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Salient: Victoria University Students' Paper. Vol. 25, No. 7. 1962.

Apathy In World Student Body

Apathy In World Student Body

When the International Student Conference Secretary, Mr Kenny Khaw visited Victoria, eight students had the pleasure of hearing him speak.

This fantastic interest in world student affairs must have surely surprised our visitor. The advance publicity was ineffective. There was one solitary notice in the main foyer of the S.U.B.

The I.S.C. was begun twelve years ago. Certain members of the International Union of Students were disillusioned; they decided to form their own group — the I.S.C. Since 1952, the I.S.C. has been steadily growing. There are now over seventy member countries.

The I.S.C. and the I.U.S. are rival organisations. But they do not conflict with each other directly. Rather, the two organisations now operate in two different spheres. Some member countries belong to both the I.U.S. and the I.S.C.

Mr Khaw however admitted that there are more communist-prone countries in the I.U.S.

The International Student Conference recognises the fact that there is a diversity of problems concerning the member countries. The Research and Information Commission was consequently set up to investigate specific problems. The problem is to deal with these problems without political bias. The Commission is now studying situations such as racial segregation in North America, political oppression in East Germany, Hungary, South Vietnam. As situations changed, some of these studies were dropped.

President Jailed

As an example of a specific problem, the secretary cited the case of a Peruvian student-president being thrown into prison. He was released later on. The Research and Information Commission gave wide publicity at the time to the facts.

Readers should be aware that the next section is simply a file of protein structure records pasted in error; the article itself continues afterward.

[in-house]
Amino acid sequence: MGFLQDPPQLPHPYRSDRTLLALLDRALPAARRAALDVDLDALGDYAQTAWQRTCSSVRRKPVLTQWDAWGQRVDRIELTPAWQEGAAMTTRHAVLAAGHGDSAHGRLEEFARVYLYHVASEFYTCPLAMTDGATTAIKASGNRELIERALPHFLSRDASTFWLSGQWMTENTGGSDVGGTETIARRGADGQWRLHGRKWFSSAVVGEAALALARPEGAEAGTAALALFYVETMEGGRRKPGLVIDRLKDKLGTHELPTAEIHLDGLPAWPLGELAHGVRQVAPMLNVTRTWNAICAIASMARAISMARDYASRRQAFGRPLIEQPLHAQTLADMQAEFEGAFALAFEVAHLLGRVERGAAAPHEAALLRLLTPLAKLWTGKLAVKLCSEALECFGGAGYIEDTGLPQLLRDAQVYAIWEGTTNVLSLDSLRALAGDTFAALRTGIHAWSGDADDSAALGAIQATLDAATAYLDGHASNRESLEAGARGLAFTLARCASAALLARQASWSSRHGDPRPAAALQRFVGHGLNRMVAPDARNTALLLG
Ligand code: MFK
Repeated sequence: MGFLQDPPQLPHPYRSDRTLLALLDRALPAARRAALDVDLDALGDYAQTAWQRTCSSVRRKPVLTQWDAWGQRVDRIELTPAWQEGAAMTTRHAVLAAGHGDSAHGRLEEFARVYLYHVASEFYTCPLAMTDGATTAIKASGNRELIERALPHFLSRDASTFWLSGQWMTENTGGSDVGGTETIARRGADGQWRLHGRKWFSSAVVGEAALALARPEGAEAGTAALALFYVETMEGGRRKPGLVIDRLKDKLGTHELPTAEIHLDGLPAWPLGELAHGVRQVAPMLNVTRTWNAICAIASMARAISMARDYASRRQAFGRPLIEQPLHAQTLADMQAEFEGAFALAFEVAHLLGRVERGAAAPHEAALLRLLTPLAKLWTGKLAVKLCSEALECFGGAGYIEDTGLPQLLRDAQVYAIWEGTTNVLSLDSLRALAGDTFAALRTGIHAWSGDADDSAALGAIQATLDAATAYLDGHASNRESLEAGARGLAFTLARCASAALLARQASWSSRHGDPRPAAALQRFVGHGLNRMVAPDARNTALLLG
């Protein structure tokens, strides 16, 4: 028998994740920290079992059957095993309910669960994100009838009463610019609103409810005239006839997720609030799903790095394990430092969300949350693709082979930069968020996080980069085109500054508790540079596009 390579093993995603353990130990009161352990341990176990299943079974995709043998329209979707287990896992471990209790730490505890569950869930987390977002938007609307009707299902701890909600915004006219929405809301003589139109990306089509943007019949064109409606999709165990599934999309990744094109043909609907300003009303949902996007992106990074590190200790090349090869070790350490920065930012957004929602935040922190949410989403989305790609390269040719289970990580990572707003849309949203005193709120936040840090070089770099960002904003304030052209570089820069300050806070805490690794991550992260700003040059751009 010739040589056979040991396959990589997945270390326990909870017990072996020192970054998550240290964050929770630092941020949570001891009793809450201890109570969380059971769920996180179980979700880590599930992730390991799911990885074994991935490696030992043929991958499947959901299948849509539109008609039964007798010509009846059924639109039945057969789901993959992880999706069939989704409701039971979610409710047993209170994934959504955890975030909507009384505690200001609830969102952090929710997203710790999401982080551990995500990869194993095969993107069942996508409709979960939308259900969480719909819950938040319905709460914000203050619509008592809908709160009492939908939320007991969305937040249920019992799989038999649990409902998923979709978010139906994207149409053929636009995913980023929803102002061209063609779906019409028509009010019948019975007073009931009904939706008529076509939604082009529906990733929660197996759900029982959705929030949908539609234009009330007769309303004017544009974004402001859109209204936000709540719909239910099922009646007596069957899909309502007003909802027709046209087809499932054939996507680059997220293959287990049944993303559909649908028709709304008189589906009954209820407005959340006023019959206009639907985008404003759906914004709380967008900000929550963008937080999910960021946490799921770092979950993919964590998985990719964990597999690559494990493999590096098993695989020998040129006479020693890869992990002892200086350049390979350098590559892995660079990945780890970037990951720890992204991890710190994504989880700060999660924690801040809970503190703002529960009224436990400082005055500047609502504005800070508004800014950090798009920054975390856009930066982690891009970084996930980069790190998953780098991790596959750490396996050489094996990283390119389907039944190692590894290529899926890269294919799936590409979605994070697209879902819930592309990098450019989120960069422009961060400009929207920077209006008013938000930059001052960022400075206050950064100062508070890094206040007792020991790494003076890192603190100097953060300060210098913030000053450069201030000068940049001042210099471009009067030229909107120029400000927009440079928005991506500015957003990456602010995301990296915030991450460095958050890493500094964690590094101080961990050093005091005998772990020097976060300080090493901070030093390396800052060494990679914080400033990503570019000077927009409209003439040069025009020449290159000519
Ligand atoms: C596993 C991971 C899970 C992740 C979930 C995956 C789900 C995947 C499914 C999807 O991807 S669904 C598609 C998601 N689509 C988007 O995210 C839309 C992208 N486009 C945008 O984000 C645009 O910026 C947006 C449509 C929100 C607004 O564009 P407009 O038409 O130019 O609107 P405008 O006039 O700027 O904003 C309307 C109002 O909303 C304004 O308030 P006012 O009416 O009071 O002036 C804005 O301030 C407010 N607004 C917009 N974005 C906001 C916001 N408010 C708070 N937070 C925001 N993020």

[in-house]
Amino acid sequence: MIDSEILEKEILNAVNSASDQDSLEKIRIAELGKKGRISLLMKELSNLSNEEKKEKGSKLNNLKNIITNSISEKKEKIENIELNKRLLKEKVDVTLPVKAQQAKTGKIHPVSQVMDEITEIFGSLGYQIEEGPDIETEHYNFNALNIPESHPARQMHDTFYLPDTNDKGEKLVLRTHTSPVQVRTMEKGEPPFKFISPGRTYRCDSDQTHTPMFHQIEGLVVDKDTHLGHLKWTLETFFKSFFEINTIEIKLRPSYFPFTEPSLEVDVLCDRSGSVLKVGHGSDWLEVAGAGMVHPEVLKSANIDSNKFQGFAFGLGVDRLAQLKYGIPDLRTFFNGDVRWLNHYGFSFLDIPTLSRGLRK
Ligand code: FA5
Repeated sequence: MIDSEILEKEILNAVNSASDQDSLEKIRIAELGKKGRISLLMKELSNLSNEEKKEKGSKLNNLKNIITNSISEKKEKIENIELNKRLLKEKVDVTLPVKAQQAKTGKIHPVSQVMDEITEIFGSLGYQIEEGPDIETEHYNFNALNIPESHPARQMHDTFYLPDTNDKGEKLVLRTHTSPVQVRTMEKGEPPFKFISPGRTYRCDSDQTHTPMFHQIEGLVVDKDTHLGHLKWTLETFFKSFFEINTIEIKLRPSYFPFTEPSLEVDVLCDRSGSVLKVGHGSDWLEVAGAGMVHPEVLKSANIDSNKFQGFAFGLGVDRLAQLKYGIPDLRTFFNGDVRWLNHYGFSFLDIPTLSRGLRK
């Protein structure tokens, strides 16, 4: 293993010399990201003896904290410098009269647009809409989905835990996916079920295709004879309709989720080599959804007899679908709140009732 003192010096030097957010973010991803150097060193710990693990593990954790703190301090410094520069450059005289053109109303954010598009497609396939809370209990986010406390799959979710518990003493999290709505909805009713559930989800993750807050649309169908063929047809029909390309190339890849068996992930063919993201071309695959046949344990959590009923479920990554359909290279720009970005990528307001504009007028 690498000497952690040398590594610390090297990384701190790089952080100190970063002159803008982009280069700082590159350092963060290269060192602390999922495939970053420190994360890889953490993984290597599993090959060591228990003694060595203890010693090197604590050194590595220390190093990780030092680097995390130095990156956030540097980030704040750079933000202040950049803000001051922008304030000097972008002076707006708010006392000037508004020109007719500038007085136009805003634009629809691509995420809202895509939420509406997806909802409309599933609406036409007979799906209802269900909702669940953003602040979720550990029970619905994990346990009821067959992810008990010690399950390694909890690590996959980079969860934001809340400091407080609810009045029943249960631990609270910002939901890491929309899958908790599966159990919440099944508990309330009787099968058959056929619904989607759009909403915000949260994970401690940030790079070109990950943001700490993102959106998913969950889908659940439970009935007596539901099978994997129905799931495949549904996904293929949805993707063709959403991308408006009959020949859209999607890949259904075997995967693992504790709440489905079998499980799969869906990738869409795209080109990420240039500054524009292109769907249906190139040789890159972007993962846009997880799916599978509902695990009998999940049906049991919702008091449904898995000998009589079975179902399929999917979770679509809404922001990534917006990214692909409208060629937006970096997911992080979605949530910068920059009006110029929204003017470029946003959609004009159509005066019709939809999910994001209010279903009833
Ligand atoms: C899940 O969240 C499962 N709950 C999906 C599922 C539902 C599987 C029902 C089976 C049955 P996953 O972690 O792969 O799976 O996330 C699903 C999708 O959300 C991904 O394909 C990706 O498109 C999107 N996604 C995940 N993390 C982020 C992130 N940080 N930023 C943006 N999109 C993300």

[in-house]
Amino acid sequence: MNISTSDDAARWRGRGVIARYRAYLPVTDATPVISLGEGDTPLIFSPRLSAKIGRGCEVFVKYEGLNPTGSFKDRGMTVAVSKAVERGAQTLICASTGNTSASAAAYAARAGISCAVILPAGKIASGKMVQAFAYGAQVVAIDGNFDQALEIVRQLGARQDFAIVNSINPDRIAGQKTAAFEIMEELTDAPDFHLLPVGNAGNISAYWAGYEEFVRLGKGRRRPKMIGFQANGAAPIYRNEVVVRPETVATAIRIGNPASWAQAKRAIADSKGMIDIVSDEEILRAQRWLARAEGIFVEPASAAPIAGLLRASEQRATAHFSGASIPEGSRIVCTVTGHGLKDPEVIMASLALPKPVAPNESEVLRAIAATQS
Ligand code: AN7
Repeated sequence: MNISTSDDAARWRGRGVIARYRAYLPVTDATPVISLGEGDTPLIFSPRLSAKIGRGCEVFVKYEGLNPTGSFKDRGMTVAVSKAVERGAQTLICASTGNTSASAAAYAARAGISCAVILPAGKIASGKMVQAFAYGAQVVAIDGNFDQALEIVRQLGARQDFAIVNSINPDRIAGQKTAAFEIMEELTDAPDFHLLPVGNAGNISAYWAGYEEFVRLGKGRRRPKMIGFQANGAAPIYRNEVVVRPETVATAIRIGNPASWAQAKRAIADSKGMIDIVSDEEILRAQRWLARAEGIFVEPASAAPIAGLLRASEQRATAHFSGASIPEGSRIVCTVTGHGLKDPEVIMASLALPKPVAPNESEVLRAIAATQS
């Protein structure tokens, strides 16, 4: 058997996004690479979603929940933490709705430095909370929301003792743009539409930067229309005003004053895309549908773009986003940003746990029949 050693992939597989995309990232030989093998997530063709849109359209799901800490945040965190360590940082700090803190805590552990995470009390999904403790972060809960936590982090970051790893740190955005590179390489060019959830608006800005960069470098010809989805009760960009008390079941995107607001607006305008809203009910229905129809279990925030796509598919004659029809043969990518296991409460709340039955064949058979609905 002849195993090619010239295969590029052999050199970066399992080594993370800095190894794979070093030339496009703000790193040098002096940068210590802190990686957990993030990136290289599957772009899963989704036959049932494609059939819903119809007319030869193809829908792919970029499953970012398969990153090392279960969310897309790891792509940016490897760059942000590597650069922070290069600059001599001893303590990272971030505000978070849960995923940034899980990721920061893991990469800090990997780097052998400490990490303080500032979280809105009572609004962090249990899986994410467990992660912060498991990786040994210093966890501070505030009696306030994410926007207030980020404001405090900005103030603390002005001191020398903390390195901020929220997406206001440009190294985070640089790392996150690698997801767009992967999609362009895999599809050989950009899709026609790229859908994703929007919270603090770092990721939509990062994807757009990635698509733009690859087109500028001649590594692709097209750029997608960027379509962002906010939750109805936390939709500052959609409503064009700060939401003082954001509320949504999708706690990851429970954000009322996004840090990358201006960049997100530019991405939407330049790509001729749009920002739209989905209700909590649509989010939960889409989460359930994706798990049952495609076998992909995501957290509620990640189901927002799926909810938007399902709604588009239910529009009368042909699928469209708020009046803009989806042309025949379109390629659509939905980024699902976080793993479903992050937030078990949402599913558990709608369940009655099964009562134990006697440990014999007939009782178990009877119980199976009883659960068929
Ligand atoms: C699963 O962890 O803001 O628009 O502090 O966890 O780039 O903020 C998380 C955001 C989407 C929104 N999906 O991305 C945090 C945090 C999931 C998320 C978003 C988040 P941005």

About fifty cables were sent by the member countries of the International Student Conference. This combined effort may or may not have had any effect on the Peruvian government's decision to release the person concerned. Nevertheless, the student was released.

Apart from taking action itself, the I.S.C. could always present the facts of any particular case to the United Nations delegates of the member countries. This happened to a case in Norway — reference to the United Nations had its desired effect.

Positive Action

The I.S.C. has now launched a programme to find scholarships, and students for those scholarships. The I.S.C. also can come in useful in partaking in agitation for the establishment of universities and various educational institutes where they are obviously needed. It has the interest of the student at heart.

New Zealand has a very stable National union — the New Zealand Universities Students' Association. The N.Z.U.S.A. can do a lot more for the I.S.C. particularly in the way of active participation in South-East Asian countries. Mr Khaw indicated the danger of New Zealand and delegates regarding themselves as saviours and leaders.

A bespectacled intellectual came out with a rather equivocal statement, puffing away on an immense pipe he said solemnly: "Now we are away from the bosum of our families we can pursue our instinctive desires."

From the wop wops of Ohakune to the coffee bars of Lambton Quay was too big a step for one person interviewed. He hated the artificiality of everyone here. He could earn more money in the bush, and thought that perhaps he would get to hell out of it next year.

The expense of varsity education came in for a lot of criticism. One boy went as far as saying: "There are only two ill effects from varsity, the effect on your ego and the effect on your pocket."

It was a girl who struck the reporter as being most honest. "I think New Zealand secondary school takes a bit of getting over," she said. "It is distressing to be flung suddenly from one environment into another; I expect we will all settle down in time."